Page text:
October 7, 2014
By Michael J. McLafferty, CPA, MBA, FACHE, FHFMA, FACMPE
The first batch of Open Payments data connecting your physicians to financial arrangements with certain businesses was published online September 30. Your physicians’ financial data may not be on the CMS website now even if it was collected, but that doesn’t mean it won’t be there eventually.
The data collection mandated by the federal Sunshine Act and performed from Aug. 1 to Dec. 31, 2013, is broken into three categories:
- General payment details including all payments or other transfers of value from applicable group purchasing organizations (GPOs) or manufacturers to physicians and teaching hospitals that have nothing to do with research agreements or protocols;
- Research payment details for those payments or transfers of value that do involve research agreements or protocols; and
- Physician ownership information about physicians who have an ownership or investment interest in a manufacturer or GPO.
Your data could be there but ‘de-identified’
The data your doctors’ financial partners submitted may not be identifiable, or tied to your providers, in this edition of Open Payments.
About 4.4 million records have been collected, but CMS estimates that 40% of them — which would come to 1.76 million records — have been stripped of identifying details, or “de-identified,” while 199,000 other records are not published at all.
All the records were checked against the National Plan & Provider Enumeration System (NPPES); the Medicare Provider Enrollment, Chain and Ownership System (PECOS); and a private database to confirm the connection between the physicians and teaching hospitals and the payment information, CMS explained on a press call September 30. Records that were fully confirmed against physician names, national provider identifiers (NPIs) and licenses are published and the physicians are identified; those that were not confirmed have been published without identifying the physician.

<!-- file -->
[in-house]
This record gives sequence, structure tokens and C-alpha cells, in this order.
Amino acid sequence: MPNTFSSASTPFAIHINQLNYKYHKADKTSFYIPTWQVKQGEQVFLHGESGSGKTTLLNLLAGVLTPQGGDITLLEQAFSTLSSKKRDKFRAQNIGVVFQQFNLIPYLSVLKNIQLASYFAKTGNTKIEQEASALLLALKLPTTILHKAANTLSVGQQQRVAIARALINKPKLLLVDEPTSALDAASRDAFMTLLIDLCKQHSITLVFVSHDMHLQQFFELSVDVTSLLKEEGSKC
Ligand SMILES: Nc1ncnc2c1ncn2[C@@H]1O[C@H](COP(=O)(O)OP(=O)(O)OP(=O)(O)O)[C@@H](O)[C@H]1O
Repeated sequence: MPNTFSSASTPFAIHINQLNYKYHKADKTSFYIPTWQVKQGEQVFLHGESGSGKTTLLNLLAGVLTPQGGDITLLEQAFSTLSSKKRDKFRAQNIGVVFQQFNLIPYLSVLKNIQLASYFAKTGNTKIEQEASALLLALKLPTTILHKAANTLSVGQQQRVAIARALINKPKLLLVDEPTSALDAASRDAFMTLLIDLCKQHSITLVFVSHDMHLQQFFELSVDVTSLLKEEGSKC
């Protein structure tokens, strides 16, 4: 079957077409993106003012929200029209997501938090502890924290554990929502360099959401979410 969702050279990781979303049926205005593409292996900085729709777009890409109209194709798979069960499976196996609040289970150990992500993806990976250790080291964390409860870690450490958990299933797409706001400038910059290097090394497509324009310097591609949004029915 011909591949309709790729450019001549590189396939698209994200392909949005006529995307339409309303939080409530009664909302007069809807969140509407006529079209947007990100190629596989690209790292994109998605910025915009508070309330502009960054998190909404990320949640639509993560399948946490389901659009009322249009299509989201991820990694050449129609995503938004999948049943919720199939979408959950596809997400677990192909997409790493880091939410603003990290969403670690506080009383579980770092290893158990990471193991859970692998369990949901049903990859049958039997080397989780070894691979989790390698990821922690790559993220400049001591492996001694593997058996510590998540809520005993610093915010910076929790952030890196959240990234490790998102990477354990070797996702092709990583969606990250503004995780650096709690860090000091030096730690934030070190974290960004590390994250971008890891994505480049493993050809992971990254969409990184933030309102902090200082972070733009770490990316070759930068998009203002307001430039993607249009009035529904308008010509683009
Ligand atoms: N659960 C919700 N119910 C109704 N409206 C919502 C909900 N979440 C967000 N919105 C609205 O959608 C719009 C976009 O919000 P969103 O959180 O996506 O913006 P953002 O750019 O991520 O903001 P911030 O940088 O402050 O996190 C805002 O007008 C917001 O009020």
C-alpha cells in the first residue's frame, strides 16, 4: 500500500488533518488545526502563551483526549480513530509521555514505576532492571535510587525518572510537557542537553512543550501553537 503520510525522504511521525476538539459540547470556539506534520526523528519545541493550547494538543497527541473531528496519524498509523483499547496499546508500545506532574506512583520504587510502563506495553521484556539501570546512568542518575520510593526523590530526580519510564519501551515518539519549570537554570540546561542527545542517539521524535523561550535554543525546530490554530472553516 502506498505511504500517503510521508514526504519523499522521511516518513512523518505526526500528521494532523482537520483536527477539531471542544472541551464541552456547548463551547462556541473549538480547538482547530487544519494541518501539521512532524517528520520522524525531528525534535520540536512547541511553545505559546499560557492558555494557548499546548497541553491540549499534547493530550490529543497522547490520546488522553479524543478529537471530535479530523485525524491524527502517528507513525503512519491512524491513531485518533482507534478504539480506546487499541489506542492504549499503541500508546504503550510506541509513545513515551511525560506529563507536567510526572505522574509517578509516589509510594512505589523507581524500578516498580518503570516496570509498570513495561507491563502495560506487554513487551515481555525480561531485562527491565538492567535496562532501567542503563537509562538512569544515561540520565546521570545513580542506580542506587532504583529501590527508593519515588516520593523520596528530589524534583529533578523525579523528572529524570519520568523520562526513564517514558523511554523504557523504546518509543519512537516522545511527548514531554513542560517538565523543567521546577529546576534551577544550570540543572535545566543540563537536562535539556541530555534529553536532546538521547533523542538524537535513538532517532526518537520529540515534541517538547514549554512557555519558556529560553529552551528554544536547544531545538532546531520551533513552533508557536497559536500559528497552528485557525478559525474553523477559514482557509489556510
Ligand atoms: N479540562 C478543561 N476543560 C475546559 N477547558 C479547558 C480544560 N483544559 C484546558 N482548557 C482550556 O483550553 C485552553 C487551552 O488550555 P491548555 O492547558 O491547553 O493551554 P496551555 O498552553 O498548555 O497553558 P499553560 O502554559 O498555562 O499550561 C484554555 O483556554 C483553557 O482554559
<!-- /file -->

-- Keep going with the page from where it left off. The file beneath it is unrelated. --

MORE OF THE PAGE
Also de-identified are records for which providers entered a dispute in the review period but did not have 45 days to pursue it as the law allows .
Of the unpublished records, 190,000 are not available because the GPOs or manufacturers requested that the information be held for reasons relating to ongoing research, as the law allows, while 9,000 are unpublished because a dispute lodged by a provider is ongoing.
CMS says the agency expects the de-identified 2013 data will be updated during the next reporting cycle in 2015 so that the physicians are identified.
Beware of Big Files
The Open Payments website has a download library and a “data visualization” tool to help you navigate the data — including a search feature for looking for individual doctors or teaching hospitals.
The online files are big. The largest identified data for general payments is 1.4 gigabytes, and CMS warns that you may have trouble importing these large files into regular spreadsheet programs such as Excel.
If you have an IT team, you can use a database server such as MySQL to put the big file into a database and then develop a simple user interface for you to view and work with the files, suggests Sean Vogt, director of operations at Greenview Data in Ann Arbor, Mich. Alternately, you can use a commercial file editor such as Vedit which Greenview developed, to split the files into parts that can fit into Excel, he says.